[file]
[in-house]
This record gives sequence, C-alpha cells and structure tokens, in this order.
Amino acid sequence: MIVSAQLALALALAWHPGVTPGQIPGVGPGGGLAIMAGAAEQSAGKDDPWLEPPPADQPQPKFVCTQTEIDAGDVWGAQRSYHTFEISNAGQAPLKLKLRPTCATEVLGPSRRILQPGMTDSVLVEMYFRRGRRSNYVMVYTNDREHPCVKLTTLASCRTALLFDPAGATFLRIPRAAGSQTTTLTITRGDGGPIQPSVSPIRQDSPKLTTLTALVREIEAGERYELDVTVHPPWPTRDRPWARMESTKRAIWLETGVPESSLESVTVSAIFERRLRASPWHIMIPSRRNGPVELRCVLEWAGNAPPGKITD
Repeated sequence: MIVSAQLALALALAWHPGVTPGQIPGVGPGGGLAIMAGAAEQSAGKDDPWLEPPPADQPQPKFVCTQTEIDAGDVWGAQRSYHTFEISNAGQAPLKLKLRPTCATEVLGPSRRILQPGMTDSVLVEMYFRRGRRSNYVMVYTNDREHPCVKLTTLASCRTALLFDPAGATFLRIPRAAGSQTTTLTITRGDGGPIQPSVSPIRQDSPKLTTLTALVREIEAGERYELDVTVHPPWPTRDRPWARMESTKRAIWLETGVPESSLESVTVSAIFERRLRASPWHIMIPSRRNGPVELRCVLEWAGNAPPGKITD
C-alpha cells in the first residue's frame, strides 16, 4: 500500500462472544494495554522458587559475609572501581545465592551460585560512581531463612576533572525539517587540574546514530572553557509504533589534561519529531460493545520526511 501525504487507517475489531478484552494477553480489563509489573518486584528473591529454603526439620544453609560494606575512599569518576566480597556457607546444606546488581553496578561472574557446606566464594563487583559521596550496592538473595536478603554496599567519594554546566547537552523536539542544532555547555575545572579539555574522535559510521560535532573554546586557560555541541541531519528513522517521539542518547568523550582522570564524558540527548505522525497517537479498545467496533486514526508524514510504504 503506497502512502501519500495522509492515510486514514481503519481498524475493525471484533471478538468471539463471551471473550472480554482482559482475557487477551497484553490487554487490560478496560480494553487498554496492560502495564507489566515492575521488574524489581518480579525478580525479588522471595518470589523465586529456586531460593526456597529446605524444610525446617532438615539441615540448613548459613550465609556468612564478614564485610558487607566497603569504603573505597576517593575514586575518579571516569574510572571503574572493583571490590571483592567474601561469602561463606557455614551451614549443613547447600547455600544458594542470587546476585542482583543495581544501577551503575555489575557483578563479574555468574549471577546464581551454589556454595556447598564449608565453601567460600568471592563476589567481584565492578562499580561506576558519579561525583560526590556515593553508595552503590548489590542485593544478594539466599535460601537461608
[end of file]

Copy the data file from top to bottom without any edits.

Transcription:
[in-house]
This record gives sequence, C-alpha cells and structure tokens, in this order.
Amino acid sequence: MIVSAQLALALALAWHPGVTPGQIPGVGPGGGLAIMAGAAEQSAGKDDPWLEPPPADQPQPKFVCTQTEIDAGDVWGAQRSYHTFEISNAGQAPLKLKLRPTCATEVLGPSRRILQPGMTDSVLVEMYFRRGRRSNYVMVYTNDREHPCVKLTTLASCRTALLFDPAGATFLRIPRAAGSQTTTLTITRGDGGPIQPSVSPIRQDSPKLTTLTALVREIEAGERYELDVTVHPPWPTRDRPWARMESTKRAIWLETGVPESSLESVTVSAIFERRLRASPWHIMIPSRRNGPVELRCVLEWAGNAPPGKITD
Repeated sequence: MIVSAQLALALALAWHPGVTPGQIPGVGPGGGLAIMAGAAEQSAGKDDPWLEPPPADQPQPKFVCTQTEIDAGDVWGAQRSYHTFEISNAGQAPLKLKLRPTCATEVLGPSRRILQPGMTDSVLVEMYFRRGRRSNYVMVYTNDREHPCVKLTTLASCRTALLFDPAGATFLRIPRAAGSQTTTLTITRGDGGPIQPSVSPIRQDSPKLTTLTALVREIEAGERYELDVTVHPPWPTRDRPWARMESTKRAIWLETGVPESSLESVTVSAIFERRLRASPWHIMIPSRRNGPVELRCVLEWAGNAPPGKITD
C-alpha cells in the first residue's frame, strides 16, 4: 500500500462472544494495554522458587559475609572501581545465592551460585560512581531463612576533572525539517587540574546514530572553557509504533589534561519529531460493545520526511 501525504487507517475489531478484552494477553480489563509489573518486584528473591529454603526439620544453609560494606575512599569518576566480597556457607546444606546488581553496578561472574557446606566464594563487583559521596550496592538473595536478603554496599567519594554546566547537552523536539542544532555547555575545572579539555574522535559510521560535532573554546586557560555541541541531519528513522517521539542518547568523550582522570564524558540527548505522525497517537479498545467496533486514526508524514510504504 503506497502512502501519500495522509492515510486514514481503519481498524475493525471484533471478538468471539463471551471473550472480554482482559482475557487477551497484553490487554487490560478496560480494553487498554496492560502495564507489566515492575521488574524489581518480579525478580525479588522471595518470589523465586529456586531460593526456597529446605524444610525446617532438615539441615540448613548459613550465609556468612564478614564485610558487607566497603569504603573505597576517593575514586575518579571516569574510572571503574572493583571490590571483592567474601561469602561463606557455614551451614549443613547447600547455600544458594542470587546476585542482583543495581544501577551503575555489575557483578563479574555468574549471577546464581551454589556454595556447598564449608565453601567460600568471592563476589567481584565492578562499580561506576558519579561525583560526590556515593553508595552503590548489590542485593544478594539466599535460601537461608